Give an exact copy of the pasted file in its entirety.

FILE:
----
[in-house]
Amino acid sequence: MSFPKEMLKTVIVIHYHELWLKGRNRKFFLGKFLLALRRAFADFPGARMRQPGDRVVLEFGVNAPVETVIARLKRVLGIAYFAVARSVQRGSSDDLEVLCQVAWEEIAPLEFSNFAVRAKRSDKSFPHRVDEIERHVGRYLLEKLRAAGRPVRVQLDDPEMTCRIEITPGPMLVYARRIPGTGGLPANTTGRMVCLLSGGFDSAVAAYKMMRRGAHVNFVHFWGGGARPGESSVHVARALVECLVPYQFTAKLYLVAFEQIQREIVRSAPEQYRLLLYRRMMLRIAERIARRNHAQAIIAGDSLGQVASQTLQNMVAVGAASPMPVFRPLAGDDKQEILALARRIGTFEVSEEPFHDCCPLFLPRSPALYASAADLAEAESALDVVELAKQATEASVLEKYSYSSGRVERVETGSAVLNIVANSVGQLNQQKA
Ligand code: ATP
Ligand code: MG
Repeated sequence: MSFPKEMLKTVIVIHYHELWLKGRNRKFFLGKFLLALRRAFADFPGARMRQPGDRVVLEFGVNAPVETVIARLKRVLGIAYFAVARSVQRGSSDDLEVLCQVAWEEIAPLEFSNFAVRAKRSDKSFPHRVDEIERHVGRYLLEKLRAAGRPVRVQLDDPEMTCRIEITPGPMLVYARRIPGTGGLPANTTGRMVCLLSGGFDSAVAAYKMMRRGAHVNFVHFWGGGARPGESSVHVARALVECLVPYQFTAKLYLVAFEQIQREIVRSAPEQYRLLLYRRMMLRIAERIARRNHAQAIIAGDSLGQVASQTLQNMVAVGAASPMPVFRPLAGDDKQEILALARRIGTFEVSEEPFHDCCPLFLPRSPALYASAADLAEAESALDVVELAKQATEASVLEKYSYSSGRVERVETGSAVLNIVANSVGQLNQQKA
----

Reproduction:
[in-house]
Amino acid sequence: MSFPKEMLKTVIVIHYHELWLKGRNRKFFLGKFLLALRRAFADFPGARMRQPGDRVVLEFGVNAPVETVIARLKRVLGIAYFAVARSVQRGSSDDLEVLCQVAWEEIAPLEFSNFAVRAKRSDKSFPHRVDEIERHVGRYLLEKLRAAGRPVRVQLDDPEMTCRIEITPGPMLVYARRIPGTGGLPANTTGRMVCLLSGGFDSAVAAYKMMRRGAHVNFVHFWGGGARPGESSVHVARALVECLVPYQFTAKLYLVAFEQIQREIVRSAPEQYRLLLYRRMMLRIAERIARRNHAQAIIAGDSLGQVASQTLQNMVAVGAASPMPVFRPLAGDDKQEILALARRIGTFEVSEEPFHDCCPLFLPRSPALYASAADLAEAESALDVVELAKQATEASVLEKYSYSSGRVERVETGSAVLNIVANSVGQLNQQKA
Ligand code: ATP
Ligand code: MG
Repeated sequence: MSFPKEMLKTVIVIHYHELWLKGRNRKFFLGKFLLALRRAFADFPGARMRQPGDRVVLEFGVNAPVETVIARLKRVLGIAYFAVARSVQRGSSDDLEVLCQVAWEEIAPLEFSNFAVRAKRSDKSFPHRVDEIERHVGRYLLEKLRAAGRPVRVQLDDPEMTCRIEITPGPMLVYARRIPGTGGLPANTTGRMVCLLSGGFDSAVAAYKMMRRGAHVNFVHFWGGGARPGESSVHVARALVECLVPYQFTAKLYLVAFEQIQREIVRSAPEQYRLLLYRRMMLRIAERIARRNHAQAIIAGDSLGQVASQTLQNMVAVGAASPMPVFRPLAGDDKQEILALARRIGTFEVSEEPFHDCCPLFLPRSPALYASAADLAEAESALDVVELAKQATEASVLEKYSYSSGRVERVETGSAVLNIVANSVGQLNQQKA